BayBionik Research


As a research discipline, bionics can make a significant positive contribution to society and to solving current challenges. The Bavarian State Ministry for Environment and Consumer Protection therefore funded the project network “BayBionics – From Nature to Technology” from 2019 to 2022 in order to shape future developments in research and industry in a responsible and sustainable manner.

  • The Bionicum promoted the projects with events and digital programmes – the special exhibition “Bionik to the Future” at the Bionicum and the app “Bionik2Future” being the main outcome of that.
  • More insights as well as the films Bionik Science Backstage (German and English) can be found below in the project descriptions.
  • Podcasts for children can be found on our YouTube playlist (German only):


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BayBionik research projects at a glance

Self-cleaning surfaces inspired by pitcher plants

Mussel carpets on ships, snail infestations in agriculture: the aim of the BayBionics project is to develop highly repellent coatings that will prevent such problems in the future. Pitcher plants from the Nepenthes family provide interesting approaches for this. The carnivorous plant forms a slippery surface on its pitcher rim. Insects cannot hold on and slide inexorably into the inside of the pitcher. Non-sticky coatings are produced along these lines, which allow dirt to simply slide off the surface.

→ YouTube: Slippery slopes of pitcher-plants

FriedrichAlexanderUniversity ErlangenNremberg
Prof. Dr. Nicolas Vogel /
Teresa Walter

Sustainable self-healing surfaces following nature’s example

Practical self-cleaning surfaces of e.g. commercial vehicles, mobile homes or in furniture are often coated. But the longer these products are in use and the more often they are cleaned, the more the coating is damaged and the function is lost. The aim of the project was therefore to develop surfaces that can renew themselves. Additives were identified that, following nature’s example, are able to migrate independently to the surface of a material. These are mixed into the plastic of the desired article of daily use, where they form an easy-to-clean surface. The layer renews itself and works over a long period of time, without the need for environmentally harmful coatings.

→ YouTube: Forever clean?

Institute of Technology Deggendorf
Prof. Dr. Martin Aust / Matthias Weichselgartner

Structured bioceramics – energy-efficiently produced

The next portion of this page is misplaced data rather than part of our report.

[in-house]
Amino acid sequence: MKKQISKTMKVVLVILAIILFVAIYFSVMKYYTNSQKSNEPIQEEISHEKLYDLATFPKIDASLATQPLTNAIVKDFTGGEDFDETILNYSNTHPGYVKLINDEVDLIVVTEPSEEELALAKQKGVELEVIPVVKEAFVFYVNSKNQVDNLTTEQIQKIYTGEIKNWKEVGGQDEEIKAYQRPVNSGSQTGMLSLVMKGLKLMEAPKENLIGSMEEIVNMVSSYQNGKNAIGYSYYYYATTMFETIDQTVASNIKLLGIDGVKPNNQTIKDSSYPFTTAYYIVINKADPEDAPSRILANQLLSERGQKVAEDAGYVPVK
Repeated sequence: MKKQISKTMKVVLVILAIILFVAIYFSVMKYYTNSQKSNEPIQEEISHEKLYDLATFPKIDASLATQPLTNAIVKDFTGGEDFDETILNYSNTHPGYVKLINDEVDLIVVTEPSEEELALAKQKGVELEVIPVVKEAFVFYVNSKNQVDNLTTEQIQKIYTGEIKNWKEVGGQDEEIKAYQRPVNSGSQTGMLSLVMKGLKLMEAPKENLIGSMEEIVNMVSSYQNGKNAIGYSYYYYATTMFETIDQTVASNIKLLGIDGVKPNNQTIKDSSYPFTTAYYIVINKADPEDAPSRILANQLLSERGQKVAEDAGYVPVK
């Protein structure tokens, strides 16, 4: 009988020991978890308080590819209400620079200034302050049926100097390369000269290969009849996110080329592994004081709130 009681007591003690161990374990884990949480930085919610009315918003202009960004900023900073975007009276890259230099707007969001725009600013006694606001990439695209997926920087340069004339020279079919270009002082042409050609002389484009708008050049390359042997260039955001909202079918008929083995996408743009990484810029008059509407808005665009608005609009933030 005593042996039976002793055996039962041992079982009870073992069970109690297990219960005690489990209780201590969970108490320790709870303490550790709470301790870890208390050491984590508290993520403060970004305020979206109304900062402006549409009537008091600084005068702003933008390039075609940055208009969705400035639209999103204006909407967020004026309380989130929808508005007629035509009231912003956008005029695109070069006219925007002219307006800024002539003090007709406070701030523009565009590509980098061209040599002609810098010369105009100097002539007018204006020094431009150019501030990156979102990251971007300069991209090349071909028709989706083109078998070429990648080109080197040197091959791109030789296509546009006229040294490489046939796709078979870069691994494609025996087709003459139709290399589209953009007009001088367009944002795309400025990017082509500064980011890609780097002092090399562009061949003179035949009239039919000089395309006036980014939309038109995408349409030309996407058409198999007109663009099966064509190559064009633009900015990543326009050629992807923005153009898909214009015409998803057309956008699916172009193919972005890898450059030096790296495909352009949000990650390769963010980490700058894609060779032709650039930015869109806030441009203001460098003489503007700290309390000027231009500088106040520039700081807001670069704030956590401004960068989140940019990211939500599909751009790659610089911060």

Bones, teeth or shells: Many living organisms build up efficient bioceramics layer by layer. In nacre, for example, layers of calcium alternate with those of proteins. It is the combination of the two that makes nacre so extraordinarily resilient. Bioceramics save material and energy: a mussel needs to build less shell, and a skeleton becomes lighter. The build-up process already works at low temperatures, such as 4°C in the deep sea. Man-made ceramics have to be fired at 800 – 2,500°C to solidify sufficiently.
The goal of the BayBionics project was to create bioinspired coatings. Such coatings can be used for bone implants, for example, and in the long term provide a sustainable alternative to the energetically expensive ceramic processes.

→ YouTube: Mussel shells – the porcelain of nature

FriedrichAlexanderUniversity Erlangen-Nuremberg
Jun.Prof. Dr. Stephan E. Wolf / Sarah Haase / Simon Leupold

Bionic high-tech materials for optical applications 

The aim of the cooperative project (BionOptics I & II) between the University of Bayreuth and the Technical University of Munich, Straubing was to produce bioinspired “fiber optic cables” consisting of the biological materials cellulose and spider silk. The model is the venus flower basket (Euplectella aspergillum). Its glass needles can conduct light due to their special structure. Cellulose particles act as optical conductors, while the spider silk, thanks to its outstanding mechanical properties, forms the robust and flexible shell of the sponge.
properties, spider silk forms the robust and flexible cover of the fiber.

→ YouTube: High-tech optics made from spider silk
→ YouTube: High-tech optics from plants

University Bayreuth
Prof. Dr. Thomas Scheibel / Kai Mayer

Technical University Munich Campus Straubing

Prof. Dr. Cordt Zollfrank / Martin Reimer

Designing an owl joint for efficient machines

To observe the surrounding owls turn their heads almost completely around their own axis. The focus of this project was to analyze this movement and, above all, the blood supply to the brain during the strong twisting of the neck. After all, joints that can move like that come quite handy in technology. Conventional joint robots are too heavy and require a lot of energy. The research team modeled the interaction of the owl’s neck vertebrae and designed more energy-efficient joints for i.e. construction machinery or handling robots in nursing care.

→ YouTube: 360 vision like an owl

Institute of Technology Nuremberg Georg Simon Ohm
Prof. Dr. Rüdiger Hornfeck / Robin Löffler

Coordinating the projects BayBionik

Many sectors of society are dominated by unsustainable lifestyles and economies. Achieving long-term goals for the protection of the environment and life on earth requires extensive transformations in many areas of society concerning bioeconomy. In this context, technology and innovation are central fields of action that can be addressed. Scientific and technological progress that explicitly takes environmental protection into account enables sustainable economic activity and responsible innovation. Therefore the Bavarian
Ministry for the Environment and Consumer Protection is funding the “BayBionics – From Nature to Technology” project network.

→ YouTube: BayBionik

Institute of Technology Deggendorf
Prof. Dr. Kristina Wanieck / Kirsten Wommer